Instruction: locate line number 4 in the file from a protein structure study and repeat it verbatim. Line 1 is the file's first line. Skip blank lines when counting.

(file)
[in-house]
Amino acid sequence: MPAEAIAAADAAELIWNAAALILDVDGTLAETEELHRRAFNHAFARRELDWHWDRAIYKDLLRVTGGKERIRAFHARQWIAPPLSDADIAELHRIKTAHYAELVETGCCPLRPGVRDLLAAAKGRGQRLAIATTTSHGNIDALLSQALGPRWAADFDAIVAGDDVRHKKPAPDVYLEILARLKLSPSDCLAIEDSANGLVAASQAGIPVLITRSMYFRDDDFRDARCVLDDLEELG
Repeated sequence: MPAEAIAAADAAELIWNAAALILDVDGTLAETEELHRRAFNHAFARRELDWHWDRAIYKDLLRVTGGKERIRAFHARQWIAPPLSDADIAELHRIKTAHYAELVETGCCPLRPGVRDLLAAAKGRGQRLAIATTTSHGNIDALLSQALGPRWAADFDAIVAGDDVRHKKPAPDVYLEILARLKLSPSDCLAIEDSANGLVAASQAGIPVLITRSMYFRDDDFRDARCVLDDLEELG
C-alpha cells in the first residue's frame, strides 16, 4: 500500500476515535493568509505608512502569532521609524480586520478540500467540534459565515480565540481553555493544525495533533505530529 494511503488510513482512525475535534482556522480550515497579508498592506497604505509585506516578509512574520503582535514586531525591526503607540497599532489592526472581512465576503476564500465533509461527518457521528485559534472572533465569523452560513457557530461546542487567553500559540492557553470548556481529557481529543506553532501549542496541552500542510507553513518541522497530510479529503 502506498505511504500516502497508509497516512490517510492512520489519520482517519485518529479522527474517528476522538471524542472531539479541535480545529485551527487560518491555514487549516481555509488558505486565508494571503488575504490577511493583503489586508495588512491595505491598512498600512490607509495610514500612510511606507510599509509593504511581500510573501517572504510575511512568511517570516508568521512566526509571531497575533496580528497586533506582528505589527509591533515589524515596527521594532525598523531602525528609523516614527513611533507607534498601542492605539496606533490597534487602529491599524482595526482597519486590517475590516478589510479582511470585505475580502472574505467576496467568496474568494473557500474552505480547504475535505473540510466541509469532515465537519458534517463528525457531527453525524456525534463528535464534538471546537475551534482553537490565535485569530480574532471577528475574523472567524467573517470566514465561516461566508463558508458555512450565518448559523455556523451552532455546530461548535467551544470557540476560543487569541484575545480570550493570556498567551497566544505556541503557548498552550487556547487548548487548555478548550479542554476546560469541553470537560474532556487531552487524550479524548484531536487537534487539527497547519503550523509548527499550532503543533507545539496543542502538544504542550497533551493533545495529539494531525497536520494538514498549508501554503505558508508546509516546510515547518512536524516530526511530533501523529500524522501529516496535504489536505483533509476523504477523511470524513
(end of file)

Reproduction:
C-alpha cells in the first residue's frame, strides 16, 4: 500500500476515535493568509505608512502569532521609524480586520478540500467540534459565515480565540481553555493544525495533533505530529 494511503488510513482512525475535534482556522480550515497579508498592506497604505509585506516578509512574520503582535514586531525591526503607540497599532489592526472581512465576503476564500465533509461527518457521528485559534472572533465569523452560513457557530461546542487567553500559540492557553470548556481529557481529543506553532501549542496541552500542510507553513518541522497530510479529503 502506498505511504500516502497508509497516512490517510492512520489519520482517519485518529479522527474517528476522538471524542472531539479541535480545529485551527487560518491555514487549516481555509488558505486565508494571503488575504490577511493583503489586508495588512491595505491598512498600512490607509495610514500612510511606507510599509509593504511581500510573501517572504510575511512568511517570516508568521512566526509571531497575533496580528497586533506582528505589527509591533515589524515596527521594532525598523531602525528609523516614527513611533507607534498601542492605539496606533490597534487602529491599524482595526482597519486590517475590516478589510479582511470585505475580502472574505467576496467568496474568494473557500474552505480547504475535505473540510466541509469532515465537519458534517463528525457531527453525524456525534463528535464534538471546537475551534482553537490565535485569530480574532471577528475574523472567524467573517470566514465561516461566508463558508458555512450565518448559523455556523451552532455546530461548535467551544470557540476560543487569541484575545480570550493570556498567551497566544505556541503557548498552550487556547487548548487548555478548550479542554476546560469541553470537560474532556487531552487524550479524548484531536487537534487539527497547519503550523509548527499550532503543533507545539496543542502538544504542550497533551493533545495529539494531525497536520494538514498549508501554503505558508508546509516546510515547518512536524516530526511530533501523529500524522501529516496535504489536505483533509476523504477523511470524513